Leroy Bondhus is a PhD candidate in the Human Genetics program at the University of California  Los Angeles in the lab of Dr. Valerie Arboleda studying rare chromatin modifier syndromes. His research focuses on developing novel modeling strategies to better understand the epigenetic and transcriptomic changes that occur in normal development and disease. Previous projects he has published on in this space include development of the method and associated R package DMRscaler for identifying regions of differential methylation across the full range of genomic scale from genome wide methylation data, and developing a robust and general procedure for incorporating sample similarity information into measures of gene specificity for quantitatively defining the level of specificity of gene expression to particular biological contexts, such as tissues or cell types. One of his current interests is in developing models of heart development integrating genetic, epigenetic, and phenotypic dimensions of information to enable deeper exploration of the factors that contribute to healthy and disordered heart development. He is enthusiastic about open research initiatives that aim to make biomedical knowledge and the tools for uncovering that knowledge more widely accessible and transparent.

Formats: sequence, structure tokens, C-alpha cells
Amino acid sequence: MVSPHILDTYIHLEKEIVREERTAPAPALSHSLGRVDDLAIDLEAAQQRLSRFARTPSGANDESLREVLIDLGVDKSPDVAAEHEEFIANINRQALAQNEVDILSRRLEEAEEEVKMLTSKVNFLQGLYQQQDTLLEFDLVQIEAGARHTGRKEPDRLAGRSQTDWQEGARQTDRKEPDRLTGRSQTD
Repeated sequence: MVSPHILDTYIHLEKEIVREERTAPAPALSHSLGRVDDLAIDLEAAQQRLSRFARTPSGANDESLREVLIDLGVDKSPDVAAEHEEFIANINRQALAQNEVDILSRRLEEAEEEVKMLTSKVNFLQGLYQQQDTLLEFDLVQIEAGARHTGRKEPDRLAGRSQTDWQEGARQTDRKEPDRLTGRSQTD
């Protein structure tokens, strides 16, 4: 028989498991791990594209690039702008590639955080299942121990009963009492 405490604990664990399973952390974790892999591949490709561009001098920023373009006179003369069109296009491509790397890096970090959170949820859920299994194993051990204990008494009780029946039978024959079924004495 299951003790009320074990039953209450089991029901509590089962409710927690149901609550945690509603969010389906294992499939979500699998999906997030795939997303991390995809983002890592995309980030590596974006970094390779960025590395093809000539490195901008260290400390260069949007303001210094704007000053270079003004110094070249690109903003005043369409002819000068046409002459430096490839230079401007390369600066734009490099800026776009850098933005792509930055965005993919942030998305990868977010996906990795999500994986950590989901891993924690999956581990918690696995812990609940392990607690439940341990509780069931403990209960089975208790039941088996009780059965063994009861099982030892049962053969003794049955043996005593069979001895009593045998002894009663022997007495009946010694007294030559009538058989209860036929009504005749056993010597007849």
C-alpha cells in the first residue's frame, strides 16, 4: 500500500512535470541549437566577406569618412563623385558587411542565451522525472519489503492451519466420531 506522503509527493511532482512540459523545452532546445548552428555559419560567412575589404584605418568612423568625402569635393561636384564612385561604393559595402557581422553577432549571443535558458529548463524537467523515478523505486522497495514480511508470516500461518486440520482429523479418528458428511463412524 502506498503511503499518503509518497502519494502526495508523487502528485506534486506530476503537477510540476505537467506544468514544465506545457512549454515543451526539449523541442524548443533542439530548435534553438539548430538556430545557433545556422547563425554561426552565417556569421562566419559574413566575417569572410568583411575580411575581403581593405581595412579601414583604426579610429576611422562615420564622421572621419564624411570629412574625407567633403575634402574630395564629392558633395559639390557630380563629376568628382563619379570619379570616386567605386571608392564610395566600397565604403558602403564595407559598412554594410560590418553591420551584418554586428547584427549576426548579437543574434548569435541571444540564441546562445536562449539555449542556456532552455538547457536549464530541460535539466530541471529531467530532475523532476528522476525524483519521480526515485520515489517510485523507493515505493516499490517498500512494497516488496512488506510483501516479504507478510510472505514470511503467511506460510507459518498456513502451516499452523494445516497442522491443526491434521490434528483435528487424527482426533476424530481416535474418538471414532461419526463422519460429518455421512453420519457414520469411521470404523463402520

Modelling the developmental and molecular context of CHD associated genetic variation

Congenital heart disease (CHD) describes a wide range of lesions that arise during heart development and adversely affect heart function. Methods and technologies for identifying genetic variation associated with CHD have evolved from early gene mapping work in familial cases of CHD to modern studies identifying de novo and non-coding causes of CHD through exome and whole genome sequencing. A major gap remains, however, in methods for identifying how genetic variants perturb molecular phenotypes during development ultimately resulting in CHD phenotypes. To address this, we will leverage datasets available through the CDDRC, GEO, and elsewhere to develop a scale and relation-aware  multi-omic model of features that characterize heart development and identify specific features of heart development perturbed by variants contributing to CHD identified in the PCGC datasets.

Chani Jo Hodonsky, Ph.D., MPH

University of Virginia Center for Public Health Genomics

Chani Hodonsky is a geneticist and an epidemiologist working with bioinformatic, molecular, and next-gen sequencing technologies to identify genes and genetic variants associated with coronary artery disease. She is committed to improving inclusive study design as well as statistical genetics methods development that will benefit global populations rather than risk increasing current health inequities in the US and abroad. She also works with the Leducq Plaqomics consortium to identify and characterize the presence of somatic clones in atherosclerotic plaque progression. Outside of work she plays water polo, grows hot peppers, and takes way too many pictures of her dog.